The ’60s was a time of turmoil for mental health care facilities, with many decrying the treatment of mental illness as being far more damaging than helpful. So extreme were some of these methods that many former patients banded with anti-psychiatric movements and even referred to themselves as ‘survivors.’ Whilst distorting mental patient “care” to inconceivable levels, writer/director Chew Barker’s Bedlam [Chew Barker? Isn’t that the big hairy dude from Star Wars? – Ed.] offers a disquieting firsthand account of the controversial treatment protocols many inmates endured.
From the get-go it’s clear Barker is intent on inducing as much shock therapy on the viewer as on Bedlam’s inmates, as we’re treated to a patient getting his incisors wrenched out –shot in grainy black and white for an even more stirring effect. We are then swiftly introduced to George Kilner (Guy Edmonds) who clearly has issues with sundry voices in his head, a severe case of itchy scalp syndrome, and visions of people sporting Rorschach inkblot masks. It’s all pretty befuddling but it works its mysterious magic, putting us firmly in George’s unstable mindset.
George is admitted to Bedlam Hospital under the care of Dr. Black (Peter McAllum), a firm believer that mental ailments are part of our genetic code and further exacerbated by masturbation and fornication. The first notes we see the good doctor jot down include the word ‘castration’, giving us a pretty clear idea of the surprises he has in store for poor old George.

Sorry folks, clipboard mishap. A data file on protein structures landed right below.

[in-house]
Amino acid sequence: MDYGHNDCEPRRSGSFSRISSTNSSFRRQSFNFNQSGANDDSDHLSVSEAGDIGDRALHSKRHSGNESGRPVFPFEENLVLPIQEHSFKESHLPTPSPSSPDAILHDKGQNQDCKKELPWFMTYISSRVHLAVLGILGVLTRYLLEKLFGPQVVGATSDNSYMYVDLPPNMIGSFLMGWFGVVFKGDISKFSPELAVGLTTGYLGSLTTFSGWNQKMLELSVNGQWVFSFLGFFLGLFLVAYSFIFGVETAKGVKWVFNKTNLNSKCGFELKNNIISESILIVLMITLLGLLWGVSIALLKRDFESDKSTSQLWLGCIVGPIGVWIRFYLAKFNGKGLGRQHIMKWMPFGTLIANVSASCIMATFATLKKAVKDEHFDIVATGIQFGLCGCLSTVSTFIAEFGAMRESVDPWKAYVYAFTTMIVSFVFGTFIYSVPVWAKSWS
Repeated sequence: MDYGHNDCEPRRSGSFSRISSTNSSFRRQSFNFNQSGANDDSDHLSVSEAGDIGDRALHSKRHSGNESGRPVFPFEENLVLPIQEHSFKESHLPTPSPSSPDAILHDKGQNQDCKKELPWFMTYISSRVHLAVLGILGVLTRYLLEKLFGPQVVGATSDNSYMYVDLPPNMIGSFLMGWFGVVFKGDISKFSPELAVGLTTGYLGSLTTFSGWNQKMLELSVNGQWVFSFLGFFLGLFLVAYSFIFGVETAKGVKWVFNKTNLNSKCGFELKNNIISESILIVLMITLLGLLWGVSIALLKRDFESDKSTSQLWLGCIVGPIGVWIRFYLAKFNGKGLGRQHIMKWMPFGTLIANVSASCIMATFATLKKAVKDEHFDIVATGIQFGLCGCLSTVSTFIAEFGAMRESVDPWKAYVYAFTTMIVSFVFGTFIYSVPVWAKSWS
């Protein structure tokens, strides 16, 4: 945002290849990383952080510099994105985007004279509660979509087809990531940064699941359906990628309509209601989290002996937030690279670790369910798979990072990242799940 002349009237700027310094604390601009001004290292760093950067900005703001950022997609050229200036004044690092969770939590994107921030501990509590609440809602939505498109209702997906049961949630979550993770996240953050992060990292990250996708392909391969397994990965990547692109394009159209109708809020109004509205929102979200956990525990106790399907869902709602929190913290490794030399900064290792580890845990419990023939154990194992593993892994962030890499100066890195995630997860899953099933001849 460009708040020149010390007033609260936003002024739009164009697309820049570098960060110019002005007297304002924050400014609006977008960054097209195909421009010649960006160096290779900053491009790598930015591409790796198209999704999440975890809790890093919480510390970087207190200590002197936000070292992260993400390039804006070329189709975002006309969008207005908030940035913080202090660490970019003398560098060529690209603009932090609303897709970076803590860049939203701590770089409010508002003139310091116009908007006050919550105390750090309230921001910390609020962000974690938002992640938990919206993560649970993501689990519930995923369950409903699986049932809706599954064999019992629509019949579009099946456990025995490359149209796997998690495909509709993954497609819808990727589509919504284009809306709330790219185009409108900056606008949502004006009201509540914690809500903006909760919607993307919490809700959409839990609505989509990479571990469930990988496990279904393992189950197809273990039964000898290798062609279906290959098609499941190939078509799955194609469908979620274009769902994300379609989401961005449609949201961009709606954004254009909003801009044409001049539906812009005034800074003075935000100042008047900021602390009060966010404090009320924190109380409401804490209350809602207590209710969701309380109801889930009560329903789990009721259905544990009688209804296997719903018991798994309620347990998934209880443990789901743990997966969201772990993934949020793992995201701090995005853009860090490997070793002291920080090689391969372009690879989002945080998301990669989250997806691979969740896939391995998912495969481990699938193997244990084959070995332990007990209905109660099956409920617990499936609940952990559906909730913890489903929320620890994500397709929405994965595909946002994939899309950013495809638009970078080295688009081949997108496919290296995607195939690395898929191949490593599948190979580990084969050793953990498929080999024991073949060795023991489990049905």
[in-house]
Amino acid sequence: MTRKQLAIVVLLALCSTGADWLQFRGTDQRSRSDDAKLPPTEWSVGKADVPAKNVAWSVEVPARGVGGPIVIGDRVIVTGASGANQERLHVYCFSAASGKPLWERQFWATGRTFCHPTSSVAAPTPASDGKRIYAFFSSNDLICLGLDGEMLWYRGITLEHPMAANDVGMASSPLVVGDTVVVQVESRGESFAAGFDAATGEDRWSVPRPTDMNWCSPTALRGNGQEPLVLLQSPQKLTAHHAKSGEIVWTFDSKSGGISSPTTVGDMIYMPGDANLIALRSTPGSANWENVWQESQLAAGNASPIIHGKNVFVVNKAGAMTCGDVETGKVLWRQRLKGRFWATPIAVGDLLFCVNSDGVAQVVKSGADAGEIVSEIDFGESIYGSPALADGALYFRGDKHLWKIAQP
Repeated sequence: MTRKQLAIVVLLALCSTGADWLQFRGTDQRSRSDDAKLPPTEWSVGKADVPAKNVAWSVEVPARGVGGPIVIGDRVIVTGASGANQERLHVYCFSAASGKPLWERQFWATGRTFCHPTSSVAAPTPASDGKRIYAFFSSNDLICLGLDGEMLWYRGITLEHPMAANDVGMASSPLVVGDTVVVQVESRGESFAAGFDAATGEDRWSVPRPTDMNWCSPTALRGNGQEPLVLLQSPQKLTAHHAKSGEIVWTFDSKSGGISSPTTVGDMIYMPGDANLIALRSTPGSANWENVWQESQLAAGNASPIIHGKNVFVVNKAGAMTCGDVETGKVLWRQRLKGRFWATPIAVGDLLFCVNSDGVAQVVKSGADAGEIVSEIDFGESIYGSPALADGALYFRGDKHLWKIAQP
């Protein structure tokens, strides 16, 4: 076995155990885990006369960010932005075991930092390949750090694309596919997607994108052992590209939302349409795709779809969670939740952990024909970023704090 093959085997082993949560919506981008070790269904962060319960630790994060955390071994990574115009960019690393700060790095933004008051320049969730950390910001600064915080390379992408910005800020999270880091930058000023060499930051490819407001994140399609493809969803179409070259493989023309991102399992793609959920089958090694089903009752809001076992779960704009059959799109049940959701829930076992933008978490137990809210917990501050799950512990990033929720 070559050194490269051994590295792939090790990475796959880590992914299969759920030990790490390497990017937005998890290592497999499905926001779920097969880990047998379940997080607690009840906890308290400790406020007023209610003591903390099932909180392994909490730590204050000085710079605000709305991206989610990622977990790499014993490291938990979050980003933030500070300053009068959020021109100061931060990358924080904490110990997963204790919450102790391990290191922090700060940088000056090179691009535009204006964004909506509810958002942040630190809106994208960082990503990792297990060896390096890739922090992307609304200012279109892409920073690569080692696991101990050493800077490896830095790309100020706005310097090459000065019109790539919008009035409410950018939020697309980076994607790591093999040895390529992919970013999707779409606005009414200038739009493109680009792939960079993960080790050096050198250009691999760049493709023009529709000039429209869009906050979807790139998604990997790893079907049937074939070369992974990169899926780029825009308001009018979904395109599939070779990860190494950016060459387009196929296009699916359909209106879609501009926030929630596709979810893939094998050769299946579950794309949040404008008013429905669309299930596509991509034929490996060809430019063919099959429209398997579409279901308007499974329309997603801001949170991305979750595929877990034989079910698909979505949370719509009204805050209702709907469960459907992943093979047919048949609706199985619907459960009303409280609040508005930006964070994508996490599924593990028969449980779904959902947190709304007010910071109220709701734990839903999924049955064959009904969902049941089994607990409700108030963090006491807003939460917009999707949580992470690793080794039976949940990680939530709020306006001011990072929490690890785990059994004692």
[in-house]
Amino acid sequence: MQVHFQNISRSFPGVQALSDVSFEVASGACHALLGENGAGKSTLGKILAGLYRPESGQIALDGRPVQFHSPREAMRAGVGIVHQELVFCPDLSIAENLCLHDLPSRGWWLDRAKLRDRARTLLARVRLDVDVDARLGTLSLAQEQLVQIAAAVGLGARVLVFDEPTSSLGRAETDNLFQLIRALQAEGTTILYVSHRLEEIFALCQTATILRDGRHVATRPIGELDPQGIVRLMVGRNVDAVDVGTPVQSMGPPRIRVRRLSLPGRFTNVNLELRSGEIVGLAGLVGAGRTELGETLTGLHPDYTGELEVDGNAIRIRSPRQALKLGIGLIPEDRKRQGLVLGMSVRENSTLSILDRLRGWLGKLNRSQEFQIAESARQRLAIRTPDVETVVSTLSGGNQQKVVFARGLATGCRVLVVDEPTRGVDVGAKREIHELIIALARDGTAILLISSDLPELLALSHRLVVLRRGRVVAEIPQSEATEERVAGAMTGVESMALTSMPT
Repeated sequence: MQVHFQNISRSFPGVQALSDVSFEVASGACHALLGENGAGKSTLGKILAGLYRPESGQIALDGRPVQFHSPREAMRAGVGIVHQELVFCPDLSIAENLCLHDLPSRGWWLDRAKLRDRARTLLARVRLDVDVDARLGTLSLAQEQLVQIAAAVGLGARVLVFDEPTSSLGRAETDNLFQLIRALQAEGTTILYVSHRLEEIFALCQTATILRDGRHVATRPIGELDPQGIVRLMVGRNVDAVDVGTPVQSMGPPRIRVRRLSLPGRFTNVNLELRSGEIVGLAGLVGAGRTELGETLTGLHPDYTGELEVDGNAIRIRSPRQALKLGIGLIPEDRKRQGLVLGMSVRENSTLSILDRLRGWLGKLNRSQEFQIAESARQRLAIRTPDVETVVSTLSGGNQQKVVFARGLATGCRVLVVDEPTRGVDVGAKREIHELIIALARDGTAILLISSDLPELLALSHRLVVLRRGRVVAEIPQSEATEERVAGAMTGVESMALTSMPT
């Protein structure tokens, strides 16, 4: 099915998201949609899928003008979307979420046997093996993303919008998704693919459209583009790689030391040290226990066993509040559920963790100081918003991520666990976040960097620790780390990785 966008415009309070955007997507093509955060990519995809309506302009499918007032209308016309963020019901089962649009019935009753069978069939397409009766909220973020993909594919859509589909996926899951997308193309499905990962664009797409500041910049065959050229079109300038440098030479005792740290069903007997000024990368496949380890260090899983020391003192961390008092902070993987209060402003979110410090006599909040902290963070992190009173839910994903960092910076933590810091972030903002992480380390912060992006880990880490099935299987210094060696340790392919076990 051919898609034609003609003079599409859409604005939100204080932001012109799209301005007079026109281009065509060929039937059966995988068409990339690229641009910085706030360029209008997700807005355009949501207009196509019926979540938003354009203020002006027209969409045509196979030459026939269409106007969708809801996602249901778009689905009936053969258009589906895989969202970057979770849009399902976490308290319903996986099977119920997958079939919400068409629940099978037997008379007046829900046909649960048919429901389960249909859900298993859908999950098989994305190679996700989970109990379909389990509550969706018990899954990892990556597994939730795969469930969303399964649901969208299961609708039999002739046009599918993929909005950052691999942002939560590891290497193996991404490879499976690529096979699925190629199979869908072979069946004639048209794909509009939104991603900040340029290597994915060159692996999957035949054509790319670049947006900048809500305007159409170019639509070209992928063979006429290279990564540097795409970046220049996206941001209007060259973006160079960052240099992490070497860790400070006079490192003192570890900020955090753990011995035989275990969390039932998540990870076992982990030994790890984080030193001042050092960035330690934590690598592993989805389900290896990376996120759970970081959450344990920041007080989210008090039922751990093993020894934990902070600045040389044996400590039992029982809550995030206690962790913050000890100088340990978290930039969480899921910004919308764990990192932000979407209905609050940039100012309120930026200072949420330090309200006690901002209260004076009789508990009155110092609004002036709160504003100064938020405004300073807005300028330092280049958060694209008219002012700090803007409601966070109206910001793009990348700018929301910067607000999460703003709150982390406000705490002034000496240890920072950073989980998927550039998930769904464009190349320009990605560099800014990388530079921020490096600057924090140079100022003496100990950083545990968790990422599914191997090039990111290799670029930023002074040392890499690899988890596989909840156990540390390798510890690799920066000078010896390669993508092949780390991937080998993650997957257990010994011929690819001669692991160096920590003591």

Once condemned to the mental ward George encounters a motley crew of unhinged eccentrics including the self-mutilating ‘Cutter’ (Gary Boulter) and glamorous Hollywood has-been, Sofia Louis (Cassandra Swaby). The patients are all under the peremptory watch of the delightfully despicable orderly Keeper (John Boxer), whose lust to dominate is much more of a cause for concern than any of the inmates’ ailments. Despite being the film’s villain, Boxer provides most of the film’s lighter moments in the form of memorably madcap faux-antipsychotic medication adverts and the family friendly game show “The Wheel of Torture.” These scenes provide a sharp contrast to the rest of the film and are wisely rationed throughout to keep things engaging.
Giving any more of the plot away would do the film disservice; suffice it to say there are surprises aplenty. While some may write Bedlam off as a lewd and confused film, I appreciated the method to Barker’s madness as his peculiar palette paints a horrifyingly authentic picture of mental imbalance; at times it brought back memories of the toxicant effect Ellen Burstyn’s bouts of madness had on me in Requiem for a Dream. Most films set in mental institutions generally miss the boat when the patients are loonified beyond the point of belief, but Bedlam is one of the few exceptions. By no means are there any award-winning performances in this cuckoo’s nest but the characters’ arcane absurdities are surprisingly arresting.
Behind the high-falutin medical procedures and overblown characters, Bedlam is a poignant and darkly comical commentary on the mental illness treatment of yore. Sure, the film is pretty rough around the edges, but get past that and you’ll find something that’s satisfyingly therapeutic.
Howard Gorman (@HowardGorman)
BEDLAM is released on UK VOD on March 16, and on US DVD/VOD in April.